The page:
Discuss writing, including writing tips & tricks, writing philosophy, writer's block, etc. If you have grammar questions, marketing questions, or if you want feedback on a poem or short story you wrote, please use the corresponding forum below.
Featured Topic: How to Get Your Book Published
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your post is interesting to me, because I also used to feel this way. I found that I almost couldn't read. I was too distracted. I was eventually diagnosed with ADD. Since then, I've been able to understand my distractions and delve back into reading. I realize now that reading is an excellent supplement to writing. I imagined that my writing without reading was a very small wheel, but as I began to read more, the wheel expanded, and each of my thoughts became fresher and less derivative. It almost seems counterintuitive. One would think that reading makes a writer's work more derivative but I actually think it's the opposite, because reading tends to work writers' creative muscles (or at least mine).
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I can't wrap my head around this concept. Culture shock. How does it even work?
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I believe that reading and writing go hand in hand. You experience the writing styles of others and learn how they draw you into their work which then nurtures you as a writer. That's how I feel.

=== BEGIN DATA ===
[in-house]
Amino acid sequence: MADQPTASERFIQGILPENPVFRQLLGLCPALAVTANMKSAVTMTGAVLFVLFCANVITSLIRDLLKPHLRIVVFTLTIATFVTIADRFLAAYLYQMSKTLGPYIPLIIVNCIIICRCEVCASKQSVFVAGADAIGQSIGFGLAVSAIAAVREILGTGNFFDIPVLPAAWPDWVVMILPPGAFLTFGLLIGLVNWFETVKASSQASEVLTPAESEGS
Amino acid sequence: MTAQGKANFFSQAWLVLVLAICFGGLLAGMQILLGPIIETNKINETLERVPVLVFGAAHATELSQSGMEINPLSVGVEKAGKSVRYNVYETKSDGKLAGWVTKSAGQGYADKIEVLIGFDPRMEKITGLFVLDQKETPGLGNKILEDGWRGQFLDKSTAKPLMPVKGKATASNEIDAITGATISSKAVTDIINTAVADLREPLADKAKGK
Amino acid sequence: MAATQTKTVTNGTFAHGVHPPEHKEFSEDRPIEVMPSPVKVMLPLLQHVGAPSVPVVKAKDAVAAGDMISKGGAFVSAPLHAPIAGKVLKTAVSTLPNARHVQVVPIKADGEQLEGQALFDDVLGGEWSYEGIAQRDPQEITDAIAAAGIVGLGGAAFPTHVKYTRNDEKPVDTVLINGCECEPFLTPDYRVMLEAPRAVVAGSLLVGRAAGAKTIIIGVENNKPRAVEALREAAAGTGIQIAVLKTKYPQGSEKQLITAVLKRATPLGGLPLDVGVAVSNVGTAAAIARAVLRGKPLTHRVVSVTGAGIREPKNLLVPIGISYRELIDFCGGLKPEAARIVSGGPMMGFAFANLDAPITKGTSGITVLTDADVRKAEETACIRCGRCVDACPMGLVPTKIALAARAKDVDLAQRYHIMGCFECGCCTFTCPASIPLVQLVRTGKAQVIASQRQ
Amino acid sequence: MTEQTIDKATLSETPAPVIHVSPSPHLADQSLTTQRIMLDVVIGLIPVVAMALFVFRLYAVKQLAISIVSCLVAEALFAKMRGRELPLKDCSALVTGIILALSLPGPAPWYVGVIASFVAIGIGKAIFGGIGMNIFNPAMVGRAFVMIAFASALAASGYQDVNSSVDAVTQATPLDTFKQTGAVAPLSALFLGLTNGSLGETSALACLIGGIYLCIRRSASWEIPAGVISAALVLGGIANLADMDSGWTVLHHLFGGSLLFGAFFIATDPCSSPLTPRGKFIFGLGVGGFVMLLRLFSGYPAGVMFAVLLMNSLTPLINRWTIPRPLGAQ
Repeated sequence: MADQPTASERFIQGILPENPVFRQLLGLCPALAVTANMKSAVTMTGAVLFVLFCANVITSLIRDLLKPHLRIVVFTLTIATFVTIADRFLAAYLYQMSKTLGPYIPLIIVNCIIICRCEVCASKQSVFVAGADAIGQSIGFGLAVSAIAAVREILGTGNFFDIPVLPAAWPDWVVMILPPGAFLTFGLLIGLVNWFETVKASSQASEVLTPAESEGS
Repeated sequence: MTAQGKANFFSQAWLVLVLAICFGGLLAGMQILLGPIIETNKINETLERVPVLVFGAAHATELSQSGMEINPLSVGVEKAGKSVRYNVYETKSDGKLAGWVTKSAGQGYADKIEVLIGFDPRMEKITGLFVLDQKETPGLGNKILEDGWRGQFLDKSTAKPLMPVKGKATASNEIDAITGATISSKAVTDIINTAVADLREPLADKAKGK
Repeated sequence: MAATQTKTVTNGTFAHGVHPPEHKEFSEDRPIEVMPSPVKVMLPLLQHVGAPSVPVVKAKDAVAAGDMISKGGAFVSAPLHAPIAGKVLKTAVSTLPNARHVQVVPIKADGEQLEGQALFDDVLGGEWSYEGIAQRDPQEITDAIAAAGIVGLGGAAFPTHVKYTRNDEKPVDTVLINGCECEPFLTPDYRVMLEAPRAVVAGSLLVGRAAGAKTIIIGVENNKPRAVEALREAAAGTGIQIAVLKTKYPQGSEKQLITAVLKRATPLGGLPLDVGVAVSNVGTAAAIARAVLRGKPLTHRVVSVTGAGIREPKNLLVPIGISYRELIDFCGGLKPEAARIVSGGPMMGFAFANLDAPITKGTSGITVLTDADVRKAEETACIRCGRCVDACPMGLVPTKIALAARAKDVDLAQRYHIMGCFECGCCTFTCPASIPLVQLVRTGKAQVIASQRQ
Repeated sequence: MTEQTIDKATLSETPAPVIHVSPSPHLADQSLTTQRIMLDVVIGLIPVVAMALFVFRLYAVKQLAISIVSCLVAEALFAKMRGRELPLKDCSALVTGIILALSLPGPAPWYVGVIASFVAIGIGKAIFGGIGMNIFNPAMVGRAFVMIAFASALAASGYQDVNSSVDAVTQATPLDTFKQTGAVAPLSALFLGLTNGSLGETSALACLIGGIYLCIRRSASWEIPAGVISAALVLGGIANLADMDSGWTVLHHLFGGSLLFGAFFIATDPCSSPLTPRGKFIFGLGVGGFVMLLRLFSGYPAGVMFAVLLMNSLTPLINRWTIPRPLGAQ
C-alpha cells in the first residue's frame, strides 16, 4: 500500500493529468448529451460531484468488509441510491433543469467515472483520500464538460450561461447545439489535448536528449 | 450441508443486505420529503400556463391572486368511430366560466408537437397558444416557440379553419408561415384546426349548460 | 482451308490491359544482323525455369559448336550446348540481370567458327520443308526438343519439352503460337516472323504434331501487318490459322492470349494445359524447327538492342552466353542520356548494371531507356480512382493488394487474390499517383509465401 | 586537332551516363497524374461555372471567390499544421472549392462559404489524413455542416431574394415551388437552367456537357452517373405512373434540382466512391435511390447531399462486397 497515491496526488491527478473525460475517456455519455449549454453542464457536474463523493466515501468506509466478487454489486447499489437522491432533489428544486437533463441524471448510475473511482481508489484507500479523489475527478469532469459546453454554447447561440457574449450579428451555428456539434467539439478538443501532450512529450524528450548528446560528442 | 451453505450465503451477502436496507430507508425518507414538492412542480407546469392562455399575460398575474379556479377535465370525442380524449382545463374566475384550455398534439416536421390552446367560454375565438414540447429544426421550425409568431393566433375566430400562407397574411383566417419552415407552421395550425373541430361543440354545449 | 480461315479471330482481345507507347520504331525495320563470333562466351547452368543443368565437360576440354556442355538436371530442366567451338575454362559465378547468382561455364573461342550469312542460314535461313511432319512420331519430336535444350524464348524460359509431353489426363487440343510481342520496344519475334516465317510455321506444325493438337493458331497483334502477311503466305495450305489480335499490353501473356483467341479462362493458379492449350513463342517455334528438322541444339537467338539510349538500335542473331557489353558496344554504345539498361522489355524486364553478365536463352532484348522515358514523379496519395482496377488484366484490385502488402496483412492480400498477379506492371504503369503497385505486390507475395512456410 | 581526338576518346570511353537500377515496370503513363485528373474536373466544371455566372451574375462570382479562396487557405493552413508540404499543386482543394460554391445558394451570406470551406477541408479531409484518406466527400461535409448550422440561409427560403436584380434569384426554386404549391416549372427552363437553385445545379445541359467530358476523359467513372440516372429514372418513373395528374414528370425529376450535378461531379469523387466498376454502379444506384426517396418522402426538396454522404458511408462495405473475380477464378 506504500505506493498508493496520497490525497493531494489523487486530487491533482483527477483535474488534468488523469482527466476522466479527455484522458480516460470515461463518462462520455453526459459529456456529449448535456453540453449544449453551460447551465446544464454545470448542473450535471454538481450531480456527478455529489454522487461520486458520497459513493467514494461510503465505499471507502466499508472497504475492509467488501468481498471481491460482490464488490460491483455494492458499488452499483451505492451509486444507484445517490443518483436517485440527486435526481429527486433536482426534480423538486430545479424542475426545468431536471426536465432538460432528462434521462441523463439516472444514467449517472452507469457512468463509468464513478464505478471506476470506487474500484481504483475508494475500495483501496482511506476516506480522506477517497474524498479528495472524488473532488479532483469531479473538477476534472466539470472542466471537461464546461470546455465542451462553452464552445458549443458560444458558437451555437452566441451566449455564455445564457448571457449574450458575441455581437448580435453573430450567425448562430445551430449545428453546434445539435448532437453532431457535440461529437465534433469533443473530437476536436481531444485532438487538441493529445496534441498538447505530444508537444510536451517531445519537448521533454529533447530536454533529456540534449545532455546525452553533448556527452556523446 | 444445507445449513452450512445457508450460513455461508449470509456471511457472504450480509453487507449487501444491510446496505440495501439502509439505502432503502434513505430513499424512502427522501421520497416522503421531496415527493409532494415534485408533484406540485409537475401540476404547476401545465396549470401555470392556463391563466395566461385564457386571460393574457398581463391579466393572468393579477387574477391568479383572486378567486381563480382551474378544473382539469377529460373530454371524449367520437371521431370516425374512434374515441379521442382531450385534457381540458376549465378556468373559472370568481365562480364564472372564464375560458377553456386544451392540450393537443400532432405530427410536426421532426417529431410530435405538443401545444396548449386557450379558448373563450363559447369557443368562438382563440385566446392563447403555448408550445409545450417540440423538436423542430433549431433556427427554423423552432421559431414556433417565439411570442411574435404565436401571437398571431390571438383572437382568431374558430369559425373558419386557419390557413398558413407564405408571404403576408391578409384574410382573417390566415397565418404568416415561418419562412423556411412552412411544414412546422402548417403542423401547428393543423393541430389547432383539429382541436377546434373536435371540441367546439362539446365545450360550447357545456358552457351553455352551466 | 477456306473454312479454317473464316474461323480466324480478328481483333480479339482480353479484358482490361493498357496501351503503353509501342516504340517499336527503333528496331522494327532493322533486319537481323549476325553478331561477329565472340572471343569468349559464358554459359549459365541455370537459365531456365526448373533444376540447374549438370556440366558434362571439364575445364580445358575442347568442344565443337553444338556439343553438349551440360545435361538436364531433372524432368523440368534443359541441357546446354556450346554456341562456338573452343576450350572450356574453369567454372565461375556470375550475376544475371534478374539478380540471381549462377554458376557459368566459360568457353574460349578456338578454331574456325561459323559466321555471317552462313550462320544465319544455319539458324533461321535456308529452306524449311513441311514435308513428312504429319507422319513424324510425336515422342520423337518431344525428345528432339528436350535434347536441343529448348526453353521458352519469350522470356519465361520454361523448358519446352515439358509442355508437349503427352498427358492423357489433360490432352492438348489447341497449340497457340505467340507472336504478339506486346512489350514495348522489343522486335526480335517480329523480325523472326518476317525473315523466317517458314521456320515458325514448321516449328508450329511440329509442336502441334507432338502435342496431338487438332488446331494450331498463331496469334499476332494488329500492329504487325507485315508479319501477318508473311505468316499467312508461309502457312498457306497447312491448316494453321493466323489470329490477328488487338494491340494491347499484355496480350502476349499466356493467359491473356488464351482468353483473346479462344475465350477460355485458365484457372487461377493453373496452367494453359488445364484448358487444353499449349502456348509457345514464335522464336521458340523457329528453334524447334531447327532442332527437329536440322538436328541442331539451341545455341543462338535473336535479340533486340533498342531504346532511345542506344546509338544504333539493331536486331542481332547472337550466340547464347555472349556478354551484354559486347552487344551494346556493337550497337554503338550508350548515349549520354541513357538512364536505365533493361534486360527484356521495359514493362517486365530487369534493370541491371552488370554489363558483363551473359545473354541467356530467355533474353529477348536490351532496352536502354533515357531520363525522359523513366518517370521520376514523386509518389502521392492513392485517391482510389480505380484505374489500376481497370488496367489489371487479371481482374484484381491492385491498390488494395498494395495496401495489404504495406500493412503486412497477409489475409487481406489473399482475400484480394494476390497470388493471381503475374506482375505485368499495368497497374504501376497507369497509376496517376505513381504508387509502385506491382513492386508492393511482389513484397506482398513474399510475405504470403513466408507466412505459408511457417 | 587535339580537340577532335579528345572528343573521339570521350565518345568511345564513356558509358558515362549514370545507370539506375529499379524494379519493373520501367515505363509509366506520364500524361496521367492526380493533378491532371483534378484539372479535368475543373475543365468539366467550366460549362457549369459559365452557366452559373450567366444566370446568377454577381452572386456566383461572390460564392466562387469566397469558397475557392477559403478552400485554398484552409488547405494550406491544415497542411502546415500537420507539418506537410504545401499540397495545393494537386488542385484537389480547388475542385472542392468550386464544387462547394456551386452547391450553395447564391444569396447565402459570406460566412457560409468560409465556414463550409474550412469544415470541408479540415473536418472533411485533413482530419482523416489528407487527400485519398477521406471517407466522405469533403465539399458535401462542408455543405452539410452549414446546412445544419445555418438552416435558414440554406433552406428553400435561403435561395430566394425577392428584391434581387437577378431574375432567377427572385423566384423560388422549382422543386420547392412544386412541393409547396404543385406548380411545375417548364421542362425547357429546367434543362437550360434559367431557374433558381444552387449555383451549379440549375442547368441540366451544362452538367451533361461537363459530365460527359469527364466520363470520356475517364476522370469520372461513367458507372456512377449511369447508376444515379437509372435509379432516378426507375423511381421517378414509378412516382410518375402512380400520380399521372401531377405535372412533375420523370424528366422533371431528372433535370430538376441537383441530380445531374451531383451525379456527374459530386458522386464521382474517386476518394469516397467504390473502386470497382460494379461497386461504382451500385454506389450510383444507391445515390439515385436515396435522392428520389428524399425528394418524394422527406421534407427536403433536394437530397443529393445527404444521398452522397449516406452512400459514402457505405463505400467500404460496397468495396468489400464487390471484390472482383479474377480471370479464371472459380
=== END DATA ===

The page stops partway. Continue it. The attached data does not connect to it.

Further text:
“I don't suffer from my insanity -- I enjoy every minute of it.”
Latest Review: "The Bonding" by Imogen Keeper
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I don't think that half my writing would be as good if I didn't read. Reading gives me inspiration, and I learn. If I read good books I learn about plot and characterization. I however, do not depend on my writing as an income, so I have more time. If I don't write one day it is not a big deal. I think that everyone should try to read in their daily schedule, because it really improves your writing.
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- Latest Review: "30th Century: Escape" by Mark Kingston Levin, PhD
I have to read. I can't write without knowing something, and reading helps me learn, even if it's only how other people are writing. Sometimes there are styles or approaches that never would have occurred to me that help with my writing. In any case, I started reading before I was writing, and I'm pretty sure that pattern isn't going to change at this point.
Latest Review: "30th Century: Escape" by Mark Kingston Levin, PhD
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When I first started writing I found it hard to read books with a different POV to what I was writing. I don't find that any more and so can enjoy any books whilst writing my own!
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I absolutely love to read, and I read a wide variety of authors and genres. I write, mostly, historical romance, but my favorite author is Stephen King. I will read most anything and love to read almost as much as I love to write.
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It all depends on how you work. When I made games, I had zero time to play them, and often didn't even want to because I had to test my own so dang much! I'd imagine the same is true about writing - after spending all day writing and editing, the last thing I'd want to do is read!